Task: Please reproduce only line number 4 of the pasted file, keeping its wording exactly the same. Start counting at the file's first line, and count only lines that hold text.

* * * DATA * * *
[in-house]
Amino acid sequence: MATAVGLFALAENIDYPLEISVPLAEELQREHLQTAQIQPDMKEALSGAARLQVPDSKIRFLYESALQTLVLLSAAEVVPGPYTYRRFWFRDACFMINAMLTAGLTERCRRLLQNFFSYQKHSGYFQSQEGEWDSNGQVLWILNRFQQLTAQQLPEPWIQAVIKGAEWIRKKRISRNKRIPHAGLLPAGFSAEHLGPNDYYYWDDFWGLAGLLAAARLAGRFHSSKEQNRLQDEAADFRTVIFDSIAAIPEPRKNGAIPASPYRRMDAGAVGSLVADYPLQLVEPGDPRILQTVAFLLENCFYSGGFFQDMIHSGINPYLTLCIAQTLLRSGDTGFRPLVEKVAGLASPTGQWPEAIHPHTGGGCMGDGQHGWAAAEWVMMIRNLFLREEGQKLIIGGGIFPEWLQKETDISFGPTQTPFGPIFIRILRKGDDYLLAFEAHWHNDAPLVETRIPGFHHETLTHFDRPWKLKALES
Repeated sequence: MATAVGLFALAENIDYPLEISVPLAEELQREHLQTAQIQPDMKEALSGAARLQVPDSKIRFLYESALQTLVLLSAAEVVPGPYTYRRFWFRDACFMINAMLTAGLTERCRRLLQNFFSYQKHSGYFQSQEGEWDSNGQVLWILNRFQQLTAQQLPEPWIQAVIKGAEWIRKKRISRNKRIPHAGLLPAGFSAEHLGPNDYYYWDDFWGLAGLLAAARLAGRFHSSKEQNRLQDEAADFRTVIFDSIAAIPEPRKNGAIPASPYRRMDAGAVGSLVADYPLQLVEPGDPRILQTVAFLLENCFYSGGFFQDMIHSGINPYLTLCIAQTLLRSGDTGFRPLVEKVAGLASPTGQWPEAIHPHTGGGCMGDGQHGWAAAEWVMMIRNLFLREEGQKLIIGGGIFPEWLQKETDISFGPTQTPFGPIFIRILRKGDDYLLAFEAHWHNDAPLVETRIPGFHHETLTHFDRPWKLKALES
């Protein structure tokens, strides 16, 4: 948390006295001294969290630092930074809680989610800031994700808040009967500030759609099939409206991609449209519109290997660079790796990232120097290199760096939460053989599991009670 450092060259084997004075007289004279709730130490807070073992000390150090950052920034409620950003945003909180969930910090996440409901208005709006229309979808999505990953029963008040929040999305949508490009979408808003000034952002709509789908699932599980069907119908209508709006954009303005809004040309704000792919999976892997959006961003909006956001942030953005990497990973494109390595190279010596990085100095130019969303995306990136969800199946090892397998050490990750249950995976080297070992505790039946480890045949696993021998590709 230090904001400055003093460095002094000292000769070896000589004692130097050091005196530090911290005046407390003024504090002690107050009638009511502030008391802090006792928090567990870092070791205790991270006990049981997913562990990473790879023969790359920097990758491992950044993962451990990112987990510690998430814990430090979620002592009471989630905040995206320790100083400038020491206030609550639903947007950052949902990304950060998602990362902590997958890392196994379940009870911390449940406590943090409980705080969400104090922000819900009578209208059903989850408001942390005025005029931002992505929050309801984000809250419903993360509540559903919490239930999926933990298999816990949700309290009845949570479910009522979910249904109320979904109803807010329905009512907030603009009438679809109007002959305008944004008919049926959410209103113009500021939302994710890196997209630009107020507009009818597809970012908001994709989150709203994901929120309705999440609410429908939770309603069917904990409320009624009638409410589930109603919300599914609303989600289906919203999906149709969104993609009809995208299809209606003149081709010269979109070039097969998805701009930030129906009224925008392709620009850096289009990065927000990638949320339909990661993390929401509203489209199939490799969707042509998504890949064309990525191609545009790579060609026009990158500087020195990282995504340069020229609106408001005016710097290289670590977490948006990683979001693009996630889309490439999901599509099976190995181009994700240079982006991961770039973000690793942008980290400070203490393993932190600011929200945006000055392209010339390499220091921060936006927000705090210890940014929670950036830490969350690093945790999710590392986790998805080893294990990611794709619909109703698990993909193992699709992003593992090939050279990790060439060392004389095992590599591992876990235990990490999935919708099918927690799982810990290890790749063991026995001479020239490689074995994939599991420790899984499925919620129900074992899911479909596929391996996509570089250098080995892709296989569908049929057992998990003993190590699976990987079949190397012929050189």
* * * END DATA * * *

């Protein structure tokens, strides 16, 4: 948390006295001294969290630092930074809680989610800031994700808040009967500030759609099939409206991609449209519109290997660079790796990232120097290199760096939460053989599991009670 450092060259084997004075007289004279709730130490807070073992000390150090950052920034409620950003945003909180969930910090996440409901208005709006229309979808999505990953029963008040929040999305949508490009979408808003000034952002709509789908699932599980069907119908209508709006954009303005809004040309704000792919999976892997959006961003909006956001942030953005990497990973494109390595190279010596990085100095130019969303995306990136969800199946090892397998050490990750249950995976080297070992505790039946480890045949696993021998590709 230090904001400055003093460095002094000292000769070896000589004692130097050091005196530090911290005046407390003024504090002690107050009638009511502030008391802090006792928090567990870092070791205790991270006990049981997913562990990473790879023969790359920097990758491992950044993962451990990112987990510690998430814990430090979620002592009471989630905040995206320790100083400038020491206030609550639903947007950052949902990304950060998602990362902590997958890392196994379940009870911390449940406590943090409980705080969400104090922000819900009578209208059903989850408001942390005025005029931002992505929050309801984000809250419903993360509540559903919490239930999926933990298999816990949700309290009845949570479910009522979910249904109320979904109803807010329905009512907030603009009438679809109007002959305008944004008919049926959410209103113009500021939302994710890196997209630009107020507009009818597809970012908001994709989150709203994901929120309705999440609410429908939770309603069917904990409320009624009638409410589930109603919300599914609303989600289906919203999906149709969104993609009809995208299809209606003149081709010269979109070039097969998805701009930030129906009224925008392709620009850096289009990065927000990638949320339909990661993390929401509203489209199939490799969707042509998504890949064309990525191609545009790579060609026009990158500087020195990282995504340069020229609106408001005016710097290289670590977490948006990683979001693009996630889309490439999901599509099976190995181009994700240079982006991961770039973000690793942008980290400070203490393993932190600011929200945006000055392209010339390499220091921060936006927000705090210890940014929670950036830490969350690093945790999710590392986790998805080893294990990611794709619909109703698990993909193992699709992003593992090939050279990790060439060392004389095992590599591992876990235990990490999935919708099918927690799982810990290890790749063991026995001479020239490689074995994939599991420790899984499925919620129900074992899911479909596929391996996509570089250098080995892709296989569908049929057992998990003993190590699976990987079949190397012929050189």